RNC Speakers: Sure, Trump Can Be A Jerk. But He’s Not That Bad. Really.

One of the main jobs of the Republican National Convention this week was to make President Donald Trump appear more palatable to skeptical voters ― especially women and minorities ― who may be turned off by his abrasive personality, racist Twitter outbursts, and appeals to fringe conspiracy theorists.

That’s why the four-day event featured speaker after speaker testifying that Trump shows a softer, kinder side behind closed doors, something he has somehow been unable to do in public.

“If there is one thing I hope you will hear from me tonight, it is this ― President Trump is a kind and decent man. I wish you could be at his side with me to see his endless kindness to everyone he meets,” White House communications aide Dan Scavino said in his convention speech Thursday.

But there was also another kind of convention speech that implicitly and somewhat awkwardly acknowledged Trump is not particularly soft or kind ― while making the case for his reelection anyway. It’s a refrain commonly repeated by supporters at his campaign rallies who enthusiastically back the president’s agenda and just wish he would tweet less.

“I recognize that my dad’s communication style is not to everyone’s taste. And I know his tweets can feel a bit unfiltered. But the results speak for themselves,” Ivanka Trump, the president’s daughter and senior adviser, said Thursday as she introduced her father from the South Lawn of the White House.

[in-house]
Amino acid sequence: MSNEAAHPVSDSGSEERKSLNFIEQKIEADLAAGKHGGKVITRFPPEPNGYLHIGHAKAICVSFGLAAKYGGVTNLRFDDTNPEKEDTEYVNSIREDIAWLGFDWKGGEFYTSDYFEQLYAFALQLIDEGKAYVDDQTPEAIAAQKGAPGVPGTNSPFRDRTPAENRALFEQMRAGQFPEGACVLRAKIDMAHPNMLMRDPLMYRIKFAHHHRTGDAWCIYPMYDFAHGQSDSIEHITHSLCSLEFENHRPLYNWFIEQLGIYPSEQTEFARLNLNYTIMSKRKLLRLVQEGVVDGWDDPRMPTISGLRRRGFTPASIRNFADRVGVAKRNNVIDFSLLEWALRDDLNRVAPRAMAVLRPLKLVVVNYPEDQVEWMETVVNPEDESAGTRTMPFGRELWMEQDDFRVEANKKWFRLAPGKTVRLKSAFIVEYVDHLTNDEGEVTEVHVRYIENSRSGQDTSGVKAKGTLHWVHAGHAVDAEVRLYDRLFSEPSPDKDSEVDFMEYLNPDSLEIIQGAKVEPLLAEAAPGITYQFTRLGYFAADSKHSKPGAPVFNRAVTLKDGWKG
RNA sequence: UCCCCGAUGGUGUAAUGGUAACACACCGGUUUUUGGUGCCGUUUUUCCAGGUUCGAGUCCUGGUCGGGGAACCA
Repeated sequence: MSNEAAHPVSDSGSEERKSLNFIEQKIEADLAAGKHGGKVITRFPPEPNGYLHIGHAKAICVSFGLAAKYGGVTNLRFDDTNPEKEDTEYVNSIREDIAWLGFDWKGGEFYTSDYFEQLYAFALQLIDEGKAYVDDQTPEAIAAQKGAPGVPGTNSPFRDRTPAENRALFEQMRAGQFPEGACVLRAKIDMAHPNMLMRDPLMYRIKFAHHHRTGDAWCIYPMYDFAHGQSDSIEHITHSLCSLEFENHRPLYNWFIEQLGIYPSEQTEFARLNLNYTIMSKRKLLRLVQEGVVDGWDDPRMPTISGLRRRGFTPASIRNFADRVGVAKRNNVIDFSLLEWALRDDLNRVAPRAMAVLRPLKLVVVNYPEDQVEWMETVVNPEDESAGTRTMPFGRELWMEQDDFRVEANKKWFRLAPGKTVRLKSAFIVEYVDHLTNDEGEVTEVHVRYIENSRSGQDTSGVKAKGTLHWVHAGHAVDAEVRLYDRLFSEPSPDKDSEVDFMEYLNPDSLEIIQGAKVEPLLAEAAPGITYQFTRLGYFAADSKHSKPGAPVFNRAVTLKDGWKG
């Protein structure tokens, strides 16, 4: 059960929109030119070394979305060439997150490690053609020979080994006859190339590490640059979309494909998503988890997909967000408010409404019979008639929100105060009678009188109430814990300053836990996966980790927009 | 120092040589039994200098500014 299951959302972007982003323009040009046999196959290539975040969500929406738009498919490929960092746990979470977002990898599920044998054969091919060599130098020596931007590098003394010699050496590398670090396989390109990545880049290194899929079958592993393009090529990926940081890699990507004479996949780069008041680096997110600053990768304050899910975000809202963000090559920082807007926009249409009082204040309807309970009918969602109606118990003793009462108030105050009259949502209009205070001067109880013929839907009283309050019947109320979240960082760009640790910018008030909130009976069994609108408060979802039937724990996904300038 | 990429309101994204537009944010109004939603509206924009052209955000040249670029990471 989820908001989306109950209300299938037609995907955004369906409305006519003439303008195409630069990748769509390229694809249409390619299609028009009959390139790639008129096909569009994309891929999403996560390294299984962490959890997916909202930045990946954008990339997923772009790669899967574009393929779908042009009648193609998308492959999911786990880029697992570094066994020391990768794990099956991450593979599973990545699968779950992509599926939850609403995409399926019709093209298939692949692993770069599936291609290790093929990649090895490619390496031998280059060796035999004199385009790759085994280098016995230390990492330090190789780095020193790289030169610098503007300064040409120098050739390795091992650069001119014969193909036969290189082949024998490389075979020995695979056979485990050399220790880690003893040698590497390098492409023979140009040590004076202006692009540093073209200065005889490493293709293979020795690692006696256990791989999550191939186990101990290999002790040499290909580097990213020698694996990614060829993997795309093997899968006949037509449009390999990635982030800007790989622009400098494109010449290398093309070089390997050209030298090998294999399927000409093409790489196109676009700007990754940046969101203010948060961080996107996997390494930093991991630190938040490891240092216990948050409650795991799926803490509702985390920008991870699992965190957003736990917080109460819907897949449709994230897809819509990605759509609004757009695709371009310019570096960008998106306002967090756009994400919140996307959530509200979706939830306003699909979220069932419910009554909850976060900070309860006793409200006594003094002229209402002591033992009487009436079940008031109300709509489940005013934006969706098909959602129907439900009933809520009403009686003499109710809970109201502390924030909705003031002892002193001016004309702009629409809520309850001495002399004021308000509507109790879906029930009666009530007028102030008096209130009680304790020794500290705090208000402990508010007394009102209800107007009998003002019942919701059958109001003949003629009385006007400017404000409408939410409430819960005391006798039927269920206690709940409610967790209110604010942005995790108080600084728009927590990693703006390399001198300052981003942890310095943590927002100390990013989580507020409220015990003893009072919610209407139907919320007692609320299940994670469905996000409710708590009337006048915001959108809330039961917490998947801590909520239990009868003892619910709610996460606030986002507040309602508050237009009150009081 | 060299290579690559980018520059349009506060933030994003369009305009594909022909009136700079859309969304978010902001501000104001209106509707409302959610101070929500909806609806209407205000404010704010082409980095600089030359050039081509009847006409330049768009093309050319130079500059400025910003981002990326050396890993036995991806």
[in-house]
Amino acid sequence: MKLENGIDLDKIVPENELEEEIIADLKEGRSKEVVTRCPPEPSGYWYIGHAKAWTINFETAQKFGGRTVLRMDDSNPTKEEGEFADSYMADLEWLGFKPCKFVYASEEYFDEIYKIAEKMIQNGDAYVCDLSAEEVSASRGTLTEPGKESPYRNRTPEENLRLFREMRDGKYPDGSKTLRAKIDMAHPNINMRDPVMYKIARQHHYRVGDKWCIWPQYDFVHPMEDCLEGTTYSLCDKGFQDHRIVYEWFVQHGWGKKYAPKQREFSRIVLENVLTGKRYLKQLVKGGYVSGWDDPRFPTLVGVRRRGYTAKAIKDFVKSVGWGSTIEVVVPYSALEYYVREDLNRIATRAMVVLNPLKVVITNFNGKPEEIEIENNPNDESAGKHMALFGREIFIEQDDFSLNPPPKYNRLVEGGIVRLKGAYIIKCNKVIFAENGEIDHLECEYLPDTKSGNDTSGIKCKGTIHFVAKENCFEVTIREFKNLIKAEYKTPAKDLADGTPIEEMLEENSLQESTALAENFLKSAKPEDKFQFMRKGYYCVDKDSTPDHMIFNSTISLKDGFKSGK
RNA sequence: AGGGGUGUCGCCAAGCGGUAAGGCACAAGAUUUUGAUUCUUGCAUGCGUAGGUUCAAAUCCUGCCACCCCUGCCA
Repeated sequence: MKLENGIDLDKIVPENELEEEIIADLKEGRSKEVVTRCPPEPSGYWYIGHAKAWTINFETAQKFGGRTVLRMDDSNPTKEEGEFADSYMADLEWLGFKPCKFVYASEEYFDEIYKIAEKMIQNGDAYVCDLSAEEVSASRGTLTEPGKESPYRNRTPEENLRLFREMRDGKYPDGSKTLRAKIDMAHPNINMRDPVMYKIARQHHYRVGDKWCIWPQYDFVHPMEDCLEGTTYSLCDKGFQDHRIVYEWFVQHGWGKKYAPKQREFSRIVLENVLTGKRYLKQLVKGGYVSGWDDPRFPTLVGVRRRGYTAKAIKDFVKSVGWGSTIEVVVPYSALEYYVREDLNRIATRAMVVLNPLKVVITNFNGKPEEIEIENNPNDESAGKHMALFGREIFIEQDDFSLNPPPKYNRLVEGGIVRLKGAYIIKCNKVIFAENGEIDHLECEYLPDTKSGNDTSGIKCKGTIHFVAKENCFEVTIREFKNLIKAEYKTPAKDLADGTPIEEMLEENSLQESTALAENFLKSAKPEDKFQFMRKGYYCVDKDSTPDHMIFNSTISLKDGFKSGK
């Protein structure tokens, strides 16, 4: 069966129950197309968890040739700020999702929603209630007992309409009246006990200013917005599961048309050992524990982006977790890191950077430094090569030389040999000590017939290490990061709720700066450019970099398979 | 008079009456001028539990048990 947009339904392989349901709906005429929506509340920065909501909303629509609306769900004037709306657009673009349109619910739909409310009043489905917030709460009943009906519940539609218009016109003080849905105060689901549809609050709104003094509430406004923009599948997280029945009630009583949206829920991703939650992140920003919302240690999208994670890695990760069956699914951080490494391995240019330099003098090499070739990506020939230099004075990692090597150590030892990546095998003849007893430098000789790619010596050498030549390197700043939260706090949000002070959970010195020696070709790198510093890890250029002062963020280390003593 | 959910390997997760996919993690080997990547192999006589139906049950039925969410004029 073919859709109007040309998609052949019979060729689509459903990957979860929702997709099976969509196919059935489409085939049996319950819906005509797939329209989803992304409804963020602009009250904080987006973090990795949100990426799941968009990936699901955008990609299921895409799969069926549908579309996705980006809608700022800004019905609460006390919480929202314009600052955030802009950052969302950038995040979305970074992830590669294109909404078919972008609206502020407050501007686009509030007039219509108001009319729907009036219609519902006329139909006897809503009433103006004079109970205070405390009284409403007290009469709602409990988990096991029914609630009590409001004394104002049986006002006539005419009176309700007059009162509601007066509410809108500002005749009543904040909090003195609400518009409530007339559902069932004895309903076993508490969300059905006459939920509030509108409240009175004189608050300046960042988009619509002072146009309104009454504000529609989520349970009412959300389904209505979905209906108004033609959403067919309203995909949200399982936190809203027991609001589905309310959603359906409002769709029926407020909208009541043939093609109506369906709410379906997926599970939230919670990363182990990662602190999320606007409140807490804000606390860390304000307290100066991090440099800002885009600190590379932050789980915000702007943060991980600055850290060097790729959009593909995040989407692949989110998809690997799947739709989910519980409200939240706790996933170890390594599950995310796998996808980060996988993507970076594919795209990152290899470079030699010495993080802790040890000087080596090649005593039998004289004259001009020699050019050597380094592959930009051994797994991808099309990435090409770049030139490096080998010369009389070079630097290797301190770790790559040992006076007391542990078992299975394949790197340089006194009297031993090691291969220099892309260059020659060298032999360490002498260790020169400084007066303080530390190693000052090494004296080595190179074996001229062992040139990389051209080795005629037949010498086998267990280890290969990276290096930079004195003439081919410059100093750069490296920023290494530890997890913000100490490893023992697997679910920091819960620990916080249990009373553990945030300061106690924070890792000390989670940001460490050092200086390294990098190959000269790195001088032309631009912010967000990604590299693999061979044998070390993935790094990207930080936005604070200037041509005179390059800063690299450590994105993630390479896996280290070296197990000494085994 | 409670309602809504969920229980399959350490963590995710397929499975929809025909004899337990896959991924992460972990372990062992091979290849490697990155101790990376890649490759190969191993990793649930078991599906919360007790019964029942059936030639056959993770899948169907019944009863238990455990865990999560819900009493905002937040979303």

Trump’s “communication style” also includes racist attacks against members of Congress, grievances, boasts, patently false claims, misinformation and retweets of conspiracy theorists.

Addressing the convention earlier this week, Rep. Matt Gaetz (R-Fla.), one of Trump’s top allies on Capitol Hill, made a similar point while urging voters to support the president’s reelection.

“President Trump sometimes raises his voice ― and a ruckus,” Gaetz said. “He knows that’s what it takes to raise an army of patriots who love America and will protect her.”

Retired NFL star Hershel Walker, a longtime friend of Trump, employed a football metaphor in describing “knocking down” opponents.

“He leaves nothing on the field. Some people don’t like his style, the way he knocks down obstacles that get in the way of his goals,” Walker said. “People on opposing teams didn’t like it when I ran right over them either. But that’s how you get the job done.”

Walker also said he felt offended as a Black man by people calling Trump a racist. “He works night and day” to improve the lives of African Americans,” Walker said.

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